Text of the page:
Frank Drummond, entomologist at the University of Maine, was quoted in a TakePart article titled “Is climate change threatening Maine’s staple foods?” Drummond spoke about the spotted wing drosophila, a new fruit fly that is targeting the state’s blueberries. Drummond said the pests need to be monitored and managed, but harvesting berries earlier and using an experimental mesh trap could help keep the flies off the berries.
The effects of Hurricane Sandy’s devastation on plant and bird communities in coastal marshes from Maine to Virginia are the focus of a 10-state study by researchers from the University of Maine, University of Connecticut, University of Delaware and Maine Department of Inland Fisheries and Wildlife. Information gathered from more than 1,700 sites before and after the October 2012 hurricane will advance researchers’ understanding of how major disturbances affect these populations and what characteristics make a marsh more vulnerable. The data will also provide information on the allocation of millions of dollars of federal restoration funds, coastal management planning and the status of species at risk of endangerment. The yearlong study was awarded nearly $200,000 from the National Science Foundation and is part of the Saltmarsh Habitat and Avian Research Program, which was founded by a group of academic, governmental and nonprofit collaborators — including UMaine — to provide tidal-marsh bird conservation information. Brian Olsen, assistant professor in UMaine’s School of Biology and Ecology, is a co-principal investigator of the study. Maureen Correll, an ecology and environmental Ph.D. student in Olsen’s lab, is working on the project as part of her dissertation. Two additional student researchers from UMaine are expected to participate in the study. See the article here.
UMaine researchers incorporate “chemical phenology” into their studies of the effects of climate change on forest ecosystems.
In this interview, Ivan J. Fernandez, Professor of Soil Science, School of Forest Resources and Climate Change Institute, discusses research in which he and graduate student Erin Redding set out to discover if the chemical composition of forest foliage could be used to monitor climate change effects on nutrient cycling in forest, a concept dubbed “chemical phenology”.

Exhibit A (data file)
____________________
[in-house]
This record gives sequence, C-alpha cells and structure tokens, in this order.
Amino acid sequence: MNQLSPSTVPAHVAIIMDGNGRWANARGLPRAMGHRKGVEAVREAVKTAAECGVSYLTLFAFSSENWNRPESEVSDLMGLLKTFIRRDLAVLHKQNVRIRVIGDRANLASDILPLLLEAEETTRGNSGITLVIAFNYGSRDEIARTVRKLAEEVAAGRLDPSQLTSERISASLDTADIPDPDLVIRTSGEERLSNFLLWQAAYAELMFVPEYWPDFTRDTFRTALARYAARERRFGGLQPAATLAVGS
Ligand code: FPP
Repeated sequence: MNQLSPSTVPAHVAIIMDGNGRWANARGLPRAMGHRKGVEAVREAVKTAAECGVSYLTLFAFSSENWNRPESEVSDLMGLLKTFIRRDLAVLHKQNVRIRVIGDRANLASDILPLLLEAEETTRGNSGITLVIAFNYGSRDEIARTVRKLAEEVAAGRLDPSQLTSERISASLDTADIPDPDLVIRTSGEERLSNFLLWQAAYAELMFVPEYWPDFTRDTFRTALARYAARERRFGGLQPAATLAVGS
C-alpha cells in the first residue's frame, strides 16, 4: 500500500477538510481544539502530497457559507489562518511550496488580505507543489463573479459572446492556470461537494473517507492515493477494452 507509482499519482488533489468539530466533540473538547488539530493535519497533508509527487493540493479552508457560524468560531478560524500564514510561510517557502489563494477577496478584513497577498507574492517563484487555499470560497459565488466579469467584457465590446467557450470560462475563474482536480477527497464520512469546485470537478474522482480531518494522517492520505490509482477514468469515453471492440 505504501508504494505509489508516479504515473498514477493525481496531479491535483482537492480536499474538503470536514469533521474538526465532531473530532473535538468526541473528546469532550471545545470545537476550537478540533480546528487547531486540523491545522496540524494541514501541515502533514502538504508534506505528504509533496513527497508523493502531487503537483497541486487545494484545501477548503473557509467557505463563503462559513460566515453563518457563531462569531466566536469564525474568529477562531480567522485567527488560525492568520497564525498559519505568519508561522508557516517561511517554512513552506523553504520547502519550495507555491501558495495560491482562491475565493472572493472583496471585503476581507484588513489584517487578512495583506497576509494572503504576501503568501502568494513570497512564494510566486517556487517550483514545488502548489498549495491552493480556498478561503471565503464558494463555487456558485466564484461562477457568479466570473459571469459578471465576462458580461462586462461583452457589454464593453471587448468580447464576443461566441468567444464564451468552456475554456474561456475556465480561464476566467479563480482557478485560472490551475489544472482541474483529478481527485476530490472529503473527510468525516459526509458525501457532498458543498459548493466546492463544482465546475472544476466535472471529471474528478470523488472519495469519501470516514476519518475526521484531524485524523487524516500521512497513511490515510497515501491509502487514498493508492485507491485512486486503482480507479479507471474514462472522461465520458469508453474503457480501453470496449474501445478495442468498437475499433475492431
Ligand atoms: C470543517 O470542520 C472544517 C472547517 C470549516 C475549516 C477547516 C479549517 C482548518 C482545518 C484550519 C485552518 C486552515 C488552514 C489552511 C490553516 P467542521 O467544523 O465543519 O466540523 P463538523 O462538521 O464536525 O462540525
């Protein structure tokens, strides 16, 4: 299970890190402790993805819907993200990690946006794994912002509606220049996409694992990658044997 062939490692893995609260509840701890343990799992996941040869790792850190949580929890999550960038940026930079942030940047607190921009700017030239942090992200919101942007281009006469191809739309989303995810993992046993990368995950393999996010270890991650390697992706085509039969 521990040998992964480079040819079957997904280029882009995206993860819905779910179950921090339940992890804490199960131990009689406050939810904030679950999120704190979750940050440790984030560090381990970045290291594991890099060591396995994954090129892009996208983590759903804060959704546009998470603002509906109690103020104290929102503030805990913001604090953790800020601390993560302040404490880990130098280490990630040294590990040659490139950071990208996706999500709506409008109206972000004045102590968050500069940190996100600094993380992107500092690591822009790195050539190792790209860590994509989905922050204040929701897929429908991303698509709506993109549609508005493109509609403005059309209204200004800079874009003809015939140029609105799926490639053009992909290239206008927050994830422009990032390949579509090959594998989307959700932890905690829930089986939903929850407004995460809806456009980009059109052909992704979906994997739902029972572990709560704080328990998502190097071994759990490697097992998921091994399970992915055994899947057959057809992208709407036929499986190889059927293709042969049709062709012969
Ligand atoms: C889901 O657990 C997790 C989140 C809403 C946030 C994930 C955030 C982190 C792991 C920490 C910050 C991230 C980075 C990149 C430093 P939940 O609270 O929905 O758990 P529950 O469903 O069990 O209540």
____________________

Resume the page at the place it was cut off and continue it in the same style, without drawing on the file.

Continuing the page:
Fernandez has spent nearly 30 years studying the response of ecosystems to perturbations, or abrupt changes that set a system out of equilibrium. He has been involved with the Bear Brook Watershed project since the late 1980’s when experiments conducted there helped guide policy decisions related to the reauthorization of the Clean Air Act of 1990.
Wondering why this year’s milkweed shoots are coming out in different places than last year’s? Uncertain which forsythia buds are flowers versus leaves? Is there a difference? Lois Stack helps answer typical questions Signs of the Seasons volunteers may have when setting out to observe plants in spring. Lois is a professor of sustainable agriculture at UMaine and a Cooperative Extension specialist in ornamental horticulture. For years, she offered viewers gardening tips on the WABI-TV’s “Weekend Gardener” program and also wrote a regular horticulture column for the Kennebec Journal. See Lois’ spring observation tips.
Dr. Abe Miller-Rushing, Science Coordinator for Acadia National Park and Schoodic Education and Research Center, is a phenologist studying the biological impacts of climate change and the role of citizen science in observing changes over time. Abe is the former Assistant Director, and one of the founding scientists, for the USA-National Phenology Network, which houses the data collected by Signs of the Seasons volunteers. In the interview below, he discusses his position at Acadia, his research on Henry David Thoreau and the value of citizen science projects. Read the interview.